A rash is a change in the skin due to skin irritation. Most rashes go away on their own or require only minor treatment. Some rashes may need medical attention. Some rash symptoms are redness, itching, bumps, redness, and swelling. Some causes of rashes are allergic reactions; plants such as poison ivy; or irritation due to jewelry, chemicals, or makeup. Rashes are also sometimes symptoms of another condition, as with impetigo or scabies. Treatments vary based on the cause, but many can be treated with medications. Follow the links below to find WebMD's comprehensive coverage about what causes a rash, what it looks like, how to treat it, and much more.
Poison Ivy, Oak & Sumac Symptoms
Read about the symptoms caused by poison ivy, poison oak, and poison sumac.
Do I Have Eczema, and How Do I Treat It?
Here's what your doctor will check and what treatments she'll consider if you have eczema.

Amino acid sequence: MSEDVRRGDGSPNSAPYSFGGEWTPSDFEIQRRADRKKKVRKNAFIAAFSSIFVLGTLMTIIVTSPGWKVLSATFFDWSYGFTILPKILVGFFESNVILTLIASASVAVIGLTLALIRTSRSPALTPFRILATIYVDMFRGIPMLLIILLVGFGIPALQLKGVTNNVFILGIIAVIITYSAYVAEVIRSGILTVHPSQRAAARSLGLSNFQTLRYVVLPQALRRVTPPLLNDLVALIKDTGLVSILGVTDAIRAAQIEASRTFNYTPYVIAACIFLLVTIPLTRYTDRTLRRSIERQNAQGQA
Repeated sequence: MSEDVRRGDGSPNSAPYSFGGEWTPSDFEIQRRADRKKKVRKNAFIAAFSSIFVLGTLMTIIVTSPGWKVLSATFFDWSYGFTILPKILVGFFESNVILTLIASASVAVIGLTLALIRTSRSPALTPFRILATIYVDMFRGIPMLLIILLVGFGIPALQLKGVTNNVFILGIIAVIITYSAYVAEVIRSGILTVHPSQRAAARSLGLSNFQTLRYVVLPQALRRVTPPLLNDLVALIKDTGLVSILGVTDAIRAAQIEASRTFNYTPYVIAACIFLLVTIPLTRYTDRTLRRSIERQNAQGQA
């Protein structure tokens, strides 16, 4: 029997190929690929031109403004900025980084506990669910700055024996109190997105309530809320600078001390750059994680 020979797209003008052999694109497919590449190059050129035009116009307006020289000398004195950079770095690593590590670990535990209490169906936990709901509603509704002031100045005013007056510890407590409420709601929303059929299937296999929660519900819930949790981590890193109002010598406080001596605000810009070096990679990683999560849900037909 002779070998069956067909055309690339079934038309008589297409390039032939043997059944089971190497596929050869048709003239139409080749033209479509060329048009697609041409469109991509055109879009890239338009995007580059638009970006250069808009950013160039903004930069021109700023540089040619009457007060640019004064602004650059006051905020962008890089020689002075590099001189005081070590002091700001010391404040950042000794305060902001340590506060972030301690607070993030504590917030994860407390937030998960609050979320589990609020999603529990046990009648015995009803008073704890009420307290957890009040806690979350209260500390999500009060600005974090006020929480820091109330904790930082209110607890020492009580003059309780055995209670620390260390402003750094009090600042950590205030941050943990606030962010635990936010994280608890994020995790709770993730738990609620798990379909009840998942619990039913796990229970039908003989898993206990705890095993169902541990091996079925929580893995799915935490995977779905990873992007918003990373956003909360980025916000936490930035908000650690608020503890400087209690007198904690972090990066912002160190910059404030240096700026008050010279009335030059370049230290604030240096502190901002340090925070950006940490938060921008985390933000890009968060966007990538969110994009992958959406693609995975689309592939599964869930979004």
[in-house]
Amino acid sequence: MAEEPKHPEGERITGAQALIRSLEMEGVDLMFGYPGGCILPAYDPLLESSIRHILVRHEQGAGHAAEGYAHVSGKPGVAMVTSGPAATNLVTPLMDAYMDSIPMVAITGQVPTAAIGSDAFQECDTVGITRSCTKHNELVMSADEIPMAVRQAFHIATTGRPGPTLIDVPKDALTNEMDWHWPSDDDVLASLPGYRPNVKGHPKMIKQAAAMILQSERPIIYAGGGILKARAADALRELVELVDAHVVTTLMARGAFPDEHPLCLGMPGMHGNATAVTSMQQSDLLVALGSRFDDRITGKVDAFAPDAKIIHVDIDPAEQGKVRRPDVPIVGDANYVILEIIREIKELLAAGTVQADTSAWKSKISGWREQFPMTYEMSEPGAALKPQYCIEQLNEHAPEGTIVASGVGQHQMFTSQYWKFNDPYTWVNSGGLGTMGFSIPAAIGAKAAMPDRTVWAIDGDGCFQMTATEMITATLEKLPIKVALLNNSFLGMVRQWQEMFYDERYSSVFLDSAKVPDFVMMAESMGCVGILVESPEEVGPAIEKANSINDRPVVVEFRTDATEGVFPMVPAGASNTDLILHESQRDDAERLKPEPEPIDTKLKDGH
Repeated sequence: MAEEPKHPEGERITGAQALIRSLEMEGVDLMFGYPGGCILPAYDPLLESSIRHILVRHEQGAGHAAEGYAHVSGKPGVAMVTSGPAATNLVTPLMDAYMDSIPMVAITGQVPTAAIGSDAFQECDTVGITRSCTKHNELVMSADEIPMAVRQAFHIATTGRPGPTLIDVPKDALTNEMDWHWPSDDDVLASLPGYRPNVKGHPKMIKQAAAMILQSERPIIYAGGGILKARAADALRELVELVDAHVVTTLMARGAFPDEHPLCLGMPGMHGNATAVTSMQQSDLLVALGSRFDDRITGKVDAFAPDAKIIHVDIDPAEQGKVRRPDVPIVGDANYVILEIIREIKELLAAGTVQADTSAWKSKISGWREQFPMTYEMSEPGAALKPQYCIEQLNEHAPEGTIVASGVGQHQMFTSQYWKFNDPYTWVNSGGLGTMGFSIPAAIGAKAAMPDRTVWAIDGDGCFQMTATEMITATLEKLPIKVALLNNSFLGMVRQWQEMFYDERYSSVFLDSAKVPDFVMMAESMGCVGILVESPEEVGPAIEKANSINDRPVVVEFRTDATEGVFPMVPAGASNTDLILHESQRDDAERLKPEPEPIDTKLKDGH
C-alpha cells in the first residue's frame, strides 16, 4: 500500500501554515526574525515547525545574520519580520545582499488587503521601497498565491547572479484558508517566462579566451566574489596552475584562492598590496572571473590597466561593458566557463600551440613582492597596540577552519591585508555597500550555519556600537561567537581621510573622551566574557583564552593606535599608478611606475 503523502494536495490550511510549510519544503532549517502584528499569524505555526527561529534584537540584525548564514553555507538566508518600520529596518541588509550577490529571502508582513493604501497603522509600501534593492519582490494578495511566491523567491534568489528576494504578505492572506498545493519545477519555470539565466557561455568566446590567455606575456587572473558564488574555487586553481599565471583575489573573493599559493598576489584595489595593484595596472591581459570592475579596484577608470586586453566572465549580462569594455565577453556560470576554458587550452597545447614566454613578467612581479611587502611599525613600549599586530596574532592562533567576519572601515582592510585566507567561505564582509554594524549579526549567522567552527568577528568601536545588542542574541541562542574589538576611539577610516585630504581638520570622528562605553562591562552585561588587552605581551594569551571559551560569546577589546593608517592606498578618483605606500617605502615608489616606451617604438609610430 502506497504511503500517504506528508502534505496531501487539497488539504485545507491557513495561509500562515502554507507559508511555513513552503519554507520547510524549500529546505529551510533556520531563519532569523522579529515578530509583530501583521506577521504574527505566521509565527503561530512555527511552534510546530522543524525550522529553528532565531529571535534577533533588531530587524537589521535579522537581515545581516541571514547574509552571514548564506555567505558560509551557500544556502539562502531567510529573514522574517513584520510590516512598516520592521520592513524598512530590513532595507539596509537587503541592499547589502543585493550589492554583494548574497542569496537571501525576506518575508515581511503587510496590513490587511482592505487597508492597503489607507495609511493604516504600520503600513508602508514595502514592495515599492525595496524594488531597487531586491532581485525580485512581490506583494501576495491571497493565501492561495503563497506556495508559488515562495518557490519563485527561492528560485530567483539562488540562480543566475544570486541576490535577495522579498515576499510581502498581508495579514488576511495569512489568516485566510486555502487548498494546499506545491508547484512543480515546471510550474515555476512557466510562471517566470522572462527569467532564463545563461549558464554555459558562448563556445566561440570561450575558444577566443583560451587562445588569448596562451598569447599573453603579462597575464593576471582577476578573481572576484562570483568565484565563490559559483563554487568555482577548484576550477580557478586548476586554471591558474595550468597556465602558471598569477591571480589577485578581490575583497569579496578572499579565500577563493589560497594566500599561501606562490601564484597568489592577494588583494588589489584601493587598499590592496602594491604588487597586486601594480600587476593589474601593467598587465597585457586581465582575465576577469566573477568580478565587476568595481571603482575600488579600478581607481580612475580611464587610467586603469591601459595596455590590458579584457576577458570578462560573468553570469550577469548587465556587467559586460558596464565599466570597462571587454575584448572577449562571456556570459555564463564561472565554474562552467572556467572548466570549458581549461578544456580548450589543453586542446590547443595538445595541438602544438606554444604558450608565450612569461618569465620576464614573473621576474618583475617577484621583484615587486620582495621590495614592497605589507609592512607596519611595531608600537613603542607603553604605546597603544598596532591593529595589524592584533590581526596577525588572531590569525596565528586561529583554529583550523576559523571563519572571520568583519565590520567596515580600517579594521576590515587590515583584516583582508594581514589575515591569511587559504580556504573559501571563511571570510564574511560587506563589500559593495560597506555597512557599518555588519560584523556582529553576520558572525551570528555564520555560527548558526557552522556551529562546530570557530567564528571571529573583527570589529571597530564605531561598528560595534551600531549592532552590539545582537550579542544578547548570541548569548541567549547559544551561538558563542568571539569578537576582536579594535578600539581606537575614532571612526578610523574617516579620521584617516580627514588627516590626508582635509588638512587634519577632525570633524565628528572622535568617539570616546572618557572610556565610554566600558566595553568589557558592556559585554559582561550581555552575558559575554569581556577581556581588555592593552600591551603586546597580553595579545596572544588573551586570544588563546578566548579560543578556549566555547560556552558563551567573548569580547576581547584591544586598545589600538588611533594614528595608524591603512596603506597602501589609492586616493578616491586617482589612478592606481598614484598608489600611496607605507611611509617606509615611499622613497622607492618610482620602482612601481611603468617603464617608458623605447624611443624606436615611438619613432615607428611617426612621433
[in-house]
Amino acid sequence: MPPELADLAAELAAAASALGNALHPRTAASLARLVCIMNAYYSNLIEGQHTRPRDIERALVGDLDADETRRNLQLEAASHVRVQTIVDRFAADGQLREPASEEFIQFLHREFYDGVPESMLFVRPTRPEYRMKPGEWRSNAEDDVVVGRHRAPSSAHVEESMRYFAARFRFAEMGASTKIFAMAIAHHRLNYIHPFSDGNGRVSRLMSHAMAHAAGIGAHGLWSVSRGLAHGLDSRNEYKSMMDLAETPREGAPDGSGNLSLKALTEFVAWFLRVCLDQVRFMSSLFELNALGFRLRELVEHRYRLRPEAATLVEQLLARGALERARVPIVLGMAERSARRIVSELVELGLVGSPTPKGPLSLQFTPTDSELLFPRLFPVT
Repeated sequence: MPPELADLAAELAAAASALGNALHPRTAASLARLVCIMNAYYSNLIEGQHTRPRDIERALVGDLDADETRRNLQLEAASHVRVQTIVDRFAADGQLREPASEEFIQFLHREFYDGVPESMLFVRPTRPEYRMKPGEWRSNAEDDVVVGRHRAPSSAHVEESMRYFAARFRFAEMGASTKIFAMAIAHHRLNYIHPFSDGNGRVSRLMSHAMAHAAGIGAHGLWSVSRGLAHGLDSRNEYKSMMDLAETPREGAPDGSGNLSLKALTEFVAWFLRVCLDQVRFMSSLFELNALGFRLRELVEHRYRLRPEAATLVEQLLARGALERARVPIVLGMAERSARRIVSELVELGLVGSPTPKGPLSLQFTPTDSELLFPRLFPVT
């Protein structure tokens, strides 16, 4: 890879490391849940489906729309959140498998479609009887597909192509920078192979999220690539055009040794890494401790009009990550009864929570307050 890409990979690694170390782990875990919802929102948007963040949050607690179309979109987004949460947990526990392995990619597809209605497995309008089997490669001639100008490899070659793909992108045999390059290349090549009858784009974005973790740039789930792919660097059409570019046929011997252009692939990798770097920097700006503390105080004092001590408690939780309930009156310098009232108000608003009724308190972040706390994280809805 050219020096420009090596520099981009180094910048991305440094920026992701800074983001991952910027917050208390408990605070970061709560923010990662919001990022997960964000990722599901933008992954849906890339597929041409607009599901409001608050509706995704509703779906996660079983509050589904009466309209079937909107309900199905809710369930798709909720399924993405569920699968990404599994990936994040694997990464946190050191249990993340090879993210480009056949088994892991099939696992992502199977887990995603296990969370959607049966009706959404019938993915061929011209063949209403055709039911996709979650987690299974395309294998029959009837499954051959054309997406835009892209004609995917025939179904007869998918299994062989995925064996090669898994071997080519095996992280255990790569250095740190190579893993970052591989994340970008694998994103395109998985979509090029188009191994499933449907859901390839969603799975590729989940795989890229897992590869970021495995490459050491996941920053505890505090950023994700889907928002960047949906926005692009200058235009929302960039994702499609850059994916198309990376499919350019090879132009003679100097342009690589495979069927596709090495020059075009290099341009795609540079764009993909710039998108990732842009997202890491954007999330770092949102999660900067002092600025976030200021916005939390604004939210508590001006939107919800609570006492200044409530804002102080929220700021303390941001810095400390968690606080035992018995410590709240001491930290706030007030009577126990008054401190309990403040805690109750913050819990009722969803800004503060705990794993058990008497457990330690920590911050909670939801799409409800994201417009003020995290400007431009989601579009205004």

Common Skin Rashes
The the basics on some common types of skin rashes, including eczema, granuloma annulare, lichen planus, and pityriasis rosea.
What Causes Jock Itch? Can You Prevent It?
If you have an itchy rash, “down south,” it could be jock itch. Here’s what you need to do to treat and prevent it.
3 Questions About Eczema: Symptoms, Causes, and Prevention
WebMD interviews Asriani M. Chiu, MD, for answers to three top questions about eczema symptoms, eczema causes, and how to prevent eczema.
Sensitive Skin: Is It a Myth?
Sensitive skin is a common complaint but hard to diagnose. No two people have the same symptoms or react to the same triggers.
Slideshows & Images
Guide to Contagious Rashes
Some skin problems come from touching another person's skin or something they touched. Here's what to watch out for and suggestions for what you can do.
Slideshow: A Visual Guide to Viral Rashes
Your skin breaks out in itchy rashes, painful blisters, or crusty sores. Allergies? Eczema? The answer could be a viral infection.
Slideshow: Below the Belt: Rashes, Bumps, and Lumps
Wondering about that unusual bump or rash? WebMD shows you what's going on down there and whether it could be a genital wart or cyst, skin tag, or herpes.
Picture of Morbilliform Drug Eruption
Drug hypersensitivity reaction. Eczematous, targetoid rash on the trunk occurring 1 week after the administration of a systemic cephalosporin.